Spruces have certain characteristics that are the same. You'll find that they have sharp needles with four sides on them. They also have a strong pungent smell to the needles when you crush them in your fingers. Needles of the black spruce are blue-green, short, and pointed. They only measure 1/2 inch. The twigs are rough with bases that stick out for each individual needle. This is different from the firs that have smooth twig surfaces. The cones of spruces are also thin like paper. For the black spruce, they are small and oval, measuring only 1 inch in length. The cones for the black spruce are light brown when they're ripe but the 1/8-inch long seeds are dark brown with wings on them. Sometimes the cones stay on the tree for a long time.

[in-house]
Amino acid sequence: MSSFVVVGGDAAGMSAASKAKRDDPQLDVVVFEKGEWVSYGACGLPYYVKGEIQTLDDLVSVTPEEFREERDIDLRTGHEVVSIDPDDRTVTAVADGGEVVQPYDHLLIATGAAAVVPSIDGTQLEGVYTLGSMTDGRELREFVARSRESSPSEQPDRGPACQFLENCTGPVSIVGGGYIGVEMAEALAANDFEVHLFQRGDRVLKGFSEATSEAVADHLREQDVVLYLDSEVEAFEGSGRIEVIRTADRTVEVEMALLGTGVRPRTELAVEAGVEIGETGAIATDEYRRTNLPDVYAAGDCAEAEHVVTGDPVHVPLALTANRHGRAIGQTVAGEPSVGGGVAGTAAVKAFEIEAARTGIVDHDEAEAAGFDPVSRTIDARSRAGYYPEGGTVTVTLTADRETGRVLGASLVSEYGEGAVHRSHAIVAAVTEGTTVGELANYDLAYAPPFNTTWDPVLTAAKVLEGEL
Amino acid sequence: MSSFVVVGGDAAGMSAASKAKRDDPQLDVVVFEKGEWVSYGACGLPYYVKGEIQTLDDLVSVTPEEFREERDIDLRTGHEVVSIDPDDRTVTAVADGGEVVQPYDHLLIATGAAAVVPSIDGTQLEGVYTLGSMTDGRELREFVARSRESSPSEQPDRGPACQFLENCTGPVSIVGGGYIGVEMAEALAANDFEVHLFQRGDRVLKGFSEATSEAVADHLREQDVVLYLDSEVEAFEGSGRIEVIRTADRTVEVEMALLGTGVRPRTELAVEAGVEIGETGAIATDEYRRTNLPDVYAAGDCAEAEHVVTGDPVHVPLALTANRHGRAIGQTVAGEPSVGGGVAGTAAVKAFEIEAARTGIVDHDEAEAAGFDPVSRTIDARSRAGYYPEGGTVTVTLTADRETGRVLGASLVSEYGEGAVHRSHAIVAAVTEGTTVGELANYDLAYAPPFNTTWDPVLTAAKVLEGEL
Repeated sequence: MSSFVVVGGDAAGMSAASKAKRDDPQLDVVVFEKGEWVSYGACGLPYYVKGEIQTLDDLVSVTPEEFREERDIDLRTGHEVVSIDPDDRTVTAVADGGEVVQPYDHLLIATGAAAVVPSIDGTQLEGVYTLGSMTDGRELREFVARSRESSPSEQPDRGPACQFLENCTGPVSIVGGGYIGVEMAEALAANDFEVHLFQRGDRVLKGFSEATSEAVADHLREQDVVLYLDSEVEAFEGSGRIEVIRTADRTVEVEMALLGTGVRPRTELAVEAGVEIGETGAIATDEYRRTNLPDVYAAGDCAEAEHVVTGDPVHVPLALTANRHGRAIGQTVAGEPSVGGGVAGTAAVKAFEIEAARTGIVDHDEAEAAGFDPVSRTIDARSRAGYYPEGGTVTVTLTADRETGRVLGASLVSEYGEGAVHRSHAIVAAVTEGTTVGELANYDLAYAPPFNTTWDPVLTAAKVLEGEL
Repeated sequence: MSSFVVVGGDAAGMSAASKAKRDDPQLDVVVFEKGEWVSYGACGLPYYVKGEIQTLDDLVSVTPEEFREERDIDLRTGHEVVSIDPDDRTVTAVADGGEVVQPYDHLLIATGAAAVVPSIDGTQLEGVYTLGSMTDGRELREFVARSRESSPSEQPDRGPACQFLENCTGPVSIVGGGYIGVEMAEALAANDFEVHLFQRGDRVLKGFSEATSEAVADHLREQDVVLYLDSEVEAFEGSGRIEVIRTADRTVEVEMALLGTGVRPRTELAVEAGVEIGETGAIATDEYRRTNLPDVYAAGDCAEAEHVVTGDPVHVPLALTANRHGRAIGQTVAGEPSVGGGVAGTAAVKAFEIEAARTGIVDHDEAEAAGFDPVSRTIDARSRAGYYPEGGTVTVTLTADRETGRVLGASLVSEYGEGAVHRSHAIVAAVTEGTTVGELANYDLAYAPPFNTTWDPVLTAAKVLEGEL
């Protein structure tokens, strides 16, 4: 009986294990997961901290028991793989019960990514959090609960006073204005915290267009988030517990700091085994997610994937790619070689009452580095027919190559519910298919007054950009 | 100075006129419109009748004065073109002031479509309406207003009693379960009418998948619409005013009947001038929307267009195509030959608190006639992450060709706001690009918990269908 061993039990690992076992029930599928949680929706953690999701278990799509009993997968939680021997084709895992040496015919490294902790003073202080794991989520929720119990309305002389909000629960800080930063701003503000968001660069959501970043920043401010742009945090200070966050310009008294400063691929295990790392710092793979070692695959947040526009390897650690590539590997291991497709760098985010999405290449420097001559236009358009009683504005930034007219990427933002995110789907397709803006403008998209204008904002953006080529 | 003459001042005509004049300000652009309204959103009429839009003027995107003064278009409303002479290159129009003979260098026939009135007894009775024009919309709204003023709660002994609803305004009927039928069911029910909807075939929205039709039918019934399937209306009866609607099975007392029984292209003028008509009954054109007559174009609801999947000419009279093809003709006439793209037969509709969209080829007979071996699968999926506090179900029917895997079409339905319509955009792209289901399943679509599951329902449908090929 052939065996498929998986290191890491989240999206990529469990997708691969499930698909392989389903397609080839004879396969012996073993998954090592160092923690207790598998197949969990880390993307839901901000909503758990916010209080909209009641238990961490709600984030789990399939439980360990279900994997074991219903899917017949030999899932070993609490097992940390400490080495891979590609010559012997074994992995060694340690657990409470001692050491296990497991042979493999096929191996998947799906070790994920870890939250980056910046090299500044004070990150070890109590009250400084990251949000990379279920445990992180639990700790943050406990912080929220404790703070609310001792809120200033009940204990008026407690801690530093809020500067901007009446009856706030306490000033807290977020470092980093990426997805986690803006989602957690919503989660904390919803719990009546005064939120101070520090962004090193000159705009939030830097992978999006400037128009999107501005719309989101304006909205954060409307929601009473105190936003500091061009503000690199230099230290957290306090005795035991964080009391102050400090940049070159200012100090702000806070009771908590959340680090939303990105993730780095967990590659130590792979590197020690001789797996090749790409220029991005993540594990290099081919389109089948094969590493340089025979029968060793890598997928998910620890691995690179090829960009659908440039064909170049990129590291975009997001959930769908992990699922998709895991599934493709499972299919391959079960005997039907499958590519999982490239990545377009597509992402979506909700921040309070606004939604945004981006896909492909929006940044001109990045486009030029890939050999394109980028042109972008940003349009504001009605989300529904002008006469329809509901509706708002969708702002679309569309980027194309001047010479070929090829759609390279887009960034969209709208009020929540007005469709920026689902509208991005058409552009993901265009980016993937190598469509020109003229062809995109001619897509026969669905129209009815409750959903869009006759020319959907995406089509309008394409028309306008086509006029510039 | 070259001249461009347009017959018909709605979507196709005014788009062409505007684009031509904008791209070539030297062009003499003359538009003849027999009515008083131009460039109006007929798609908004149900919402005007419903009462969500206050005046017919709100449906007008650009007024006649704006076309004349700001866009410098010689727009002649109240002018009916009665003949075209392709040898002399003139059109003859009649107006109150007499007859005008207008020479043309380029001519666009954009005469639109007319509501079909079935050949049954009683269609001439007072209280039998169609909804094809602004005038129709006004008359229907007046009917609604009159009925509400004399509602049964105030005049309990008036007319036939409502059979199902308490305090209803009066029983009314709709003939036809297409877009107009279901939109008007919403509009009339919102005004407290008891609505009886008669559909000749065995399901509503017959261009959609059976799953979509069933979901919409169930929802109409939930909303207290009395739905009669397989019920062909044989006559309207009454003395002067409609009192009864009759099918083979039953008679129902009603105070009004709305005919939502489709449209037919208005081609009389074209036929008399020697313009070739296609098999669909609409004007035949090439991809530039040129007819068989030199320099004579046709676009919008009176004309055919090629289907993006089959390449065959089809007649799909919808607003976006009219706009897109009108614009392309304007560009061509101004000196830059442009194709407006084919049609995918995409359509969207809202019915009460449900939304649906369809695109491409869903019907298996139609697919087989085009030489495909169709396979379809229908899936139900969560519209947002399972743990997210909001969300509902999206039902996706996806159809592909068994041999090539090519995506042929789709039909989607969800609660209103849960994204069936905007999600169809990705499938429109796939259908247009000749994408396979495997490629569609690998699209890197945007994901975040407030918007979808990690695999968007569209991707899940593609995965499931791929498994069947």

Black spruce grow in swampy areas with poorly drained soil and sometimes on well-drained slopes in northern Wisconsin. The grow along with the tamarack, balsam fir, and white spruce. The wood is yellow-white in color and soft. The wood is used mostly for paper pulp. Chickadees will frequent spruce branches to find food, as a perch, or to nest and raise young. You may also see red squirrels, hawks, owls, gray jays, wrens warblers and flycatchers doing the same.